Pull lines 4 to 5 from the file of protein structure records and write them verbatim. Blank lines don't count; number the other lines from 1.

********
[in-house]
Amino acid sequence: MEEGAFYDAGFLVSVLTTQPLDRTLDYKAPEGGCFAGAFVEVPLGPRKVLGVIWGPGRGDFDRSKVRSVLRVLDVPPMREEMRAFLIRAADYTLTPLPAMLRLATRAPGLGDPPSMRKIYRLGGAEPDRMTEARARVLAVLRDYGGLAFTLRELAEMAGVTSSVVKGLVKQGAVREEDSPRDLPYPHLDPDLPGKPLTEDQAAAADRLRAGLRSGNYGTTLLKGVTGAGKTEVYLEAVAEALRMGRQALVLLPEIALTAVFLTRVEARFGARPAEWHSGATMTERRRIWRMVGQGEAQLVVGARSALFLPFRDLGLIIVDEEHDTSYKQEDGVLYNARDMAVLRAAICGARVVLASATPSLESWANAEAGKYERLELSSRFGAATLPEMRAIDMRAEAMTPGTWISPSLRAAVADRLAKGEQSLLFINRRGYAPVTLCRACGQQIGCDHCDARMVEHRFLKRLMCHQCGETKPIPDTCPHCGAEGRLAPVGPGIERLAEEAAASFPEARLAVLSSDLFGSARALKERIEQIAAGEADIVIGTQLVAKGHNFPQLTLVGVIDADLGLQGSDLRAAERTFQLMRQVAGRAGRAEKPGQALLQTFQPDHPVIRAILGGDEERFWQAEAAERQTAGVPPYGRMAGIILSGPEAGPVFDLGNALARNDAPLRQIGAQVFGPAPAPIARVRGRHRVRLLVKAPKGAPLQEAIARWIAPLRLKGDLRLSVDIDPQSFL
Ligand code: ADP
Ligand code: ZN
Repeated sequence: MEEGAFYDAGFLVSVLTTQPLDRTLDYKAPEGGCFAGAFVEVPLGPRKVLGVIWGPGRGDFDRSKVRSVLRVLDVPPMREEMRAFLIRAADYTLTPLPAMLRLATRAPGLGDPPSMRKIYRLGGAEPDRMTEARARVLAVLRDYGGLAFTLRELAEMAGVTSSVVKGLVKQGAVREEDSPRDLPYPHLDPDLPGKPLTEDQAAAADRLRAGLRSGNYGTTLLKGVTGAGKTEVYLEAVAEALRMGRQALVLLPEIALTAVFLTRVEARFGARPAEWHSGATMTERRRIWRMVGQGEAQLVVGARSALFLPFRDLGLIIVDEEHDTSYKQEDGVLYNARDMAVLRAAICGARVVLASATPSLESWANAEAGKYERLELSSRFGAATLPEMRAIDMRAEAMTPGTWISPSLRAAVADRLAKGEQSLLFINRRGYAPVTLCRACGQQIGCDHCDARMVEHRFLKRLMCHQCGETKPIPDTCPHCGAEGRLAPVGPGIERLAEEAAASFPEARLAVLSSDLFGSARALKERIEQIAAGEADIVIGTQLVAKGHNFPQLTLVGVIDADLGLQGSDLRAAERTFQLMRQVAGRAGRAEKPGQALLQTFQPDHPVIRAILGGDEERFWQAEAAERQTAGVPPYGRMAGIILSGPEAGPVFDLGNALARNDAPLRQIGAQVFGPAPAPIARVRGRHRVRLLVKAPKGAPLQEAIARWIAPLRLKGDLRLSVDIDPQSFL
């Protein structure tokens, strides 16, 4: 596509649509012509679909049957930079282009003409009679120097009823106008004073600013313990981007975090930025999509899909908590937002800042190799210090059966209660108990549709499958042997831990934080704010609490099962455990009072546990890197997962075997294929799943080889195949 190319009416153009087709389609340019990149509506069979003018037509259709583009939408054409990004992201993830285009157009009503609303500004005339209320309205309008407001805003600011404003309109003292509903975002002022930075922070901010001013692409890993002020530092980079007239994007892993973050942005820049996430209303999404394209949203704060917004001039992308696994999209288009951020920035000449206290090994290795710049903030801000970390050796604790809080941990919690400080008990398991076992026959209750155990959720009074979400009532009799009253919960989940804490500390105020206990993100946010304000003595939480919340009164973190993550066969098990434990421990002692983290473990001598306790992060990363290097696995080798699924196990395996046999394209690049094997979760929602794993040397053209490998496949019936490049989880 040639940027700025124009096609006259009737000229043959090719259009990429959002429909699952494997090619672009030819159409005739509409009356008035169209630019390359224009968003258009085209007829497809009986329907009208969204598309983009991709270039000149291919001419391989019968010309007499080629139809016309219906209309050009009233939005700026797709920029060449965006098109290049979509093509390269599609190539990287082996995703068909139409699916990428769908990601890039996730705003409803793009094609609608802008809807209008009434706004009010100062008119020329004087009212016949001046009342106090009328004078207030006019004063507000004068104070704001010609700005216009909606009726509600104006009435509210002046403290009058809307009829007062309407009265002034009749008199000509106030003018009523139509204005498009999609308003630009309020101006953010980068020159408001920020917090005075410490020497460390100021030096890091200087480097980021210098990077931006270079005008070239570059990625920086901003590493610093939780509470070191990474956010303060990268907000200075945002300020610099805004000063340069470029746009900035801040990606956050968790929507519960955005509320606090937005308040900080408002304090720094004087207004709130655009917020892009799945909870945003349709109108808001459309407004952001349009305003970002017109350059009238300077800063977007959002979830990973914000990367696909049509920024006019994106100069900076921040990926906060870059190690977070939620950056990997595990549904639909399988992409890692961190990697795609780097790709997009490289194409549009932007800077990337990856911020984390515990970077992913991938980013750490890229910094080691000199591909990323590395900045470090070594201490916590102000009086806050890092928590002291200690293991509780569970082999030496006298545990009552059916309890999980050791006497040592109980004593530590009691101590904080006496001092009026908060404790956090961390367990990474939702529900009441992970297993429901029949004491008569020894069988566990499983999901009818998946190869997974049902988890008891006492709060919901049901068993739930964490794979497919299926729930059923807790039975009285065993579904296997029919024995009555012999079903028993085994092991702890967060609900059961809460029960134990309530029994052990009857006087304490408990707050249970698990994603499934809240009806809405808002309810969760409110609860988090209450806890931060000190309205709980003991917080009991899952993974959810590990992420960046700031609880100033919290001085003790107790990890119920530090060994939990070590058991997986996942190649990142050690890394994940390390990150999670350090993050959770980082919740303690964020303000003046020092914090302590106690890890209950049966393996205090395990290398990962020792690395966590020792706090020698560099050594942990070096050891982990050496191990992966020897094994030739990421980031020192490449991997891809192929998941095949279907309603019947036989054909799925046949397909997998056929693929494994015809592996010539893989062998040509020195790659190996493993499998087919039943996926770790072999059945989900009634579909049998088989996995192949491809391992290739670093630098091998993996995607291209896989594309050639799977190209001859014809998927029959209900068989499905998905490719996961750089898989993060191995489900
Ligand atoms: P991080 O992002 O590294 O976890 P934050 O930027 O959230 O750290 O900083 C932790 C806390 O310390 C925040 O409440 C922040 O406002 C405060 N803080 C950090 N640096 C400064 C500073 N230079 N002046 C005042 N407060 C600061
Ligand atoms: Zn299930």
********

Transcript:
Ligand code: ZN
Repeated sequence: MEEGAFYDAGFLVSVLTTQPLDRTLDYKAPEGGCFAGAFVEVPLGPRKVLGVIWGPGRGDFDRSKVRSVLRVLDVPPMREEMRAFLIRAADYTLTPLPAMLRLATRAPGLGDPPSMRKIYRLGGAEPDRMTEARARVLAVLRDYGGLAFTLRELAEMAGVTSSVVKGLVKQGAVREEDSPRDLPYPHLDPDLPGKPLTEDQAAAADRLRAGLRSGNYGTTLLKGVTGAGKTEVYLEAVAEALRMGRQALVLLPEIALTAVFLTRVEARFGARPAEWHSGATMTERRRIWRMVGQGEAQLVVGARSALFLPFRDLGLIIVDEEHDTSYKQEDGVLYNARDMAVLRAAICGARVVLASATPSLESWANAEAGKYERLELSSRFGAATLPEMRAIDMRAEAMTPGTWISPSLRAAVADRLAKGEQSLLFINRRGYAPVTLCRACGQQIGCDHCDARMVEHRFLKRLMCHQCGETKPIPDTCPHCGAEGRLAPVGPGIERLAEEAAASFPEARLAVLSSDLFGSARALKERIEQIAAGEADIVIGTQLVAKGHNFPQLTLVGVIDADLGLQGSDLRAAERTFQLMRQVAGRAGRAEKPGQALLQTFQPDHPVIRAILGGDEERFWQAEAAERQTAGVPPYGRMAGIILSGPEAGPVFDLGNALARNDAPLRQIGAQVFGPAPAPIARVRGRHRVRLLVKAPKGAPLQEAIARWIAPLRLKGDLRLSVDIDPQSFL